Introduction

Racism inside your organization and within your organizational team is even more dangerous during major disasters such as Katrina and COVID-19. It is vital that if your organization hasn’t yet prioritized becoming an antiracist organization, then start now.

…When was the last time that leadership served in a direct-service role, serving historically marginalized people… What workload and schedule adjustments are needed to bring the leadership back to reality?

There are several benefits for you as you ride this COVID-19 wave:

  1. Under increased pressure like that during COVID-19, the racism that is experienced by colleagues of color will be more obvious to the white gaze.
  2. Under increased pressure like that during COVID-19, the privileged experiences by while colleagues will be more obvious to the white gaze.
  3. The suffering within your organization can be addressed with small gestures that mean something to the hearts and minds of historically marginalized professionals. Small gestures can be a relief valve, when done right, which can help colleagues of color, like me, make it through another day.
  4. Under increased pressure like that during COVID-19, white colleagues have the opportunity to create more alignment and coherency between the organizational mission and the climate inside the organization.

As Layla Saad recently summarized, ‘Racism is the water we swim in, not the shark we focus on…’ (goop podcast 03/24/3030). If your organization’s mission is focused on community wellbeing and resolving social inequities, the resources in this blog are for you.

…Which of your executive team members fail to humble themselves among juniors of color who offer feedback? Why are these team members threatened by feedback?

Ultimately, the 2 Tips help you to aim for an antiracist organization and maybe you’ll land a mile from it. That is, our nonprofit organizations are part of American culture for which white supremacy is the standard. Our organizations cannot be separate from the historical trauma of racism for which this country is built. So… aim for antiracism and move at a radical speed because you may land near to being an antiracist organization.

Tip 1

Move at a radical speed to transform your organization from a white supremacist to an antiracist organization.

Tip 2

Ask and answer real, hard questions.

Real, Hard Questions

COVID-19 offers more opportunities to see and counter racism in the practices, structures, and climate of your nonprofit organization. Using these questions means answering the questions and taking actions immediately. None of the answers to these questions require an endless number of meetings nor gathering everyone’s opinions. If your aim is to be individually antiracist and to work in an antiracist organization, get busy today. 

1 |  Who in your organization, or team, works directly with people who are most negatively impacted by U.S. historical trauma and oppression?

  • On a regular basis, are these colleagues the most exhausted and burnt out?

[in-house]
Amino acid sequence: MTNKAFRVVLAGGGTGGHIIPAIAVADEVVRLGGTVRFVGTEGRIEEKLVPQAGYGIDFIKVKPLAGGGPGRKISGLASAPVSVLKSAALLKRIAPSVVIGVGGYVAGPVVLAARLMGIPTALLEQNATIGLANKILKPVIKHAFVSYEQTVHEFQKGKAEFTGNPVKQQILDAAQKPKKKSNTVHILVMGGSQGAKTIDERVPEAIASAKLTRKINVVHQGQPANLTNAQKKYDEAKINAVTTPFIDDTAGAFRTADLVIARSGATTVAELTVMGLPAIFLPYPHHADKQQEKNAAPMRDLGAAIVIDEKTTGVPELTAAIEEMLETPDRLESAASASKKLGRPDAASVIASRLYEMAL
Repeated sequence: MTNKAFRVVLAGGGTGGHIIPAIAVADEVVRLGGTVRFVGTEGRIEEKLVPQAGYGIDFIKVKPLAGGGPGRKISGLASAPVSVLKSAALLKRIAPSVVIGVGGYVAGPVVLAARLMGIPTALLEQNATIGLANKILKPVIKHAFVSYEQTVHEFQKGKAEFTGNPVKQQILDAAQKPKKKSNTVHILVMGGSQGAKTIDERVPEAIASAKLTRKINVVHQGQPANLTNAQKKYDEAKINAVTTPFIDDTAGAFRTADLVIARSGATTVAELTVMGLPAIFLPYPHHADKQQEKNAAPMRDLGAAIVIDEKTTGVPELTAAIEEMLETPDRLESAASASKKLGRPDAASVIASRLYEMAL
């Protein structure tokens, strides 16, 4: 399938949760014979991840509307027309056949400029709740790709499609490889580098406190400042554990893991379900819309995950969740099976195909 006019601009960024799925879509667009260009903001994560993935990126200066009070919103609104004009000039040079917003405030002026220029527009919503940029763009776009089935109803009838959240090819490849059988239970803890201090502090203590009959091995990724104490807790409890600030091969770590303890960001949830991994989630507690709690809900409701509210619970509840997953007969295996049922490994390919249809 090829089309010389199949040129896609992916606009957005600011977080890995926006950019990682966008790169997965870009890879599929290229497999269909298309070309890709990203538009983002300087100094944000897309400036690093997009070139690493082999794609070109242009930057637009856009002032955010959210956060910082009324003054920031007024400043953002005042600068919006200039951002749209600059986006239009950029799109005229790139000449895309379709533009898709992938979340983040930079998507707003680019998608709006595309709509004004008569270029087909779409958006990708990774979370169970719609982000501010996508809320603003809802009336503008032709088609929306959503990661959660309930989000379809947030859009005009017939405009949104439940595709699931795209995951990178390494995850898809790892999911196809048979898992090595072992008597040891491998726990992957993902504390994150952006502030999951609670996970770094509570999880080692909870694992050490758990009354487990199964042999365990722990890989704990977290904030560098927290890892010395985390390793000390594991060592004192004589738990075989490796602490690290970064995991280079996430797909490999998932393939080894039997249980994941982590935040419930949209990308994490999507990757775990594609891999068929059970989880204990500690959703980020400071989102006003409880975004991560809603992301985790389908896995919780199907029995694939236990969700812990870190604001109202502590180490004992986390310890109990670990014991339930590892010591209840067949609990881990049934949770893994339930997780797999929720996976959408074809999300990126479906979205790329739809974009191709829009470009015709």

• Is more paid vacation time needed for these employees, employees most impacted by vicarious trauma?

2 |  Does your organization’s leadership team assume that staff and/or volunteers are burnt out because of uncontrollable dynamics such as “time management problems” or “not enough funding”?

  • When was the last time that leadership served in a direct-service role, serving historically marginalized people?
  • What workload and schedule adjustments are needed to bring the leadership back to reality?

3 |  Who gets paid the least in your organization? Are these the staff who actually implement your organization’s mission in the real world?

4 |  What is your organization’s formal and informal definition of “specialist”?

  • Who are deemed the “specialists” inside your team… those paid the most or those actually implementing your organization’s mission in the real world?
  • Who feels the safest to be employed at your organization?
  • How many resources are provided to your “specialists”? Are these mostly coming in the form of privileges for the already privilege or are these practices provided to the historically marginalized?

5 |  Does your organization partner with agencies and funders who do not like antiracist work?

  • Who on your Board of Directors is anti-antiracist… dare we consider who is pro racism?
  • Which of your executive team members fail to humble themselves among juniors of color who offer feedback? Why are these team members threatened by feedback?
  • Do colleagues in your organization change how they talk about social equity, specifically softening chosen vocabulary, in order to make power holders more comfortable? (and I’m not referring to code switching, here)

 

Resources to Support You

Tool: Guide for assessing white supremacy and antiracist tendencies provided by the Catholic Volunteer Network

Book: Me and White Supremacy

Podcast: Good Ancestor Podcast

Lecture: Dr. Robin DiAngelo discusses “White Fragility”

Article: “Confidentiality is the enemy of equity.” 

Article: How Does Racism Show-up in Nonprofit Work?

Blog: “Seeing and Naming Racism in Nonprofit and Public Organizations”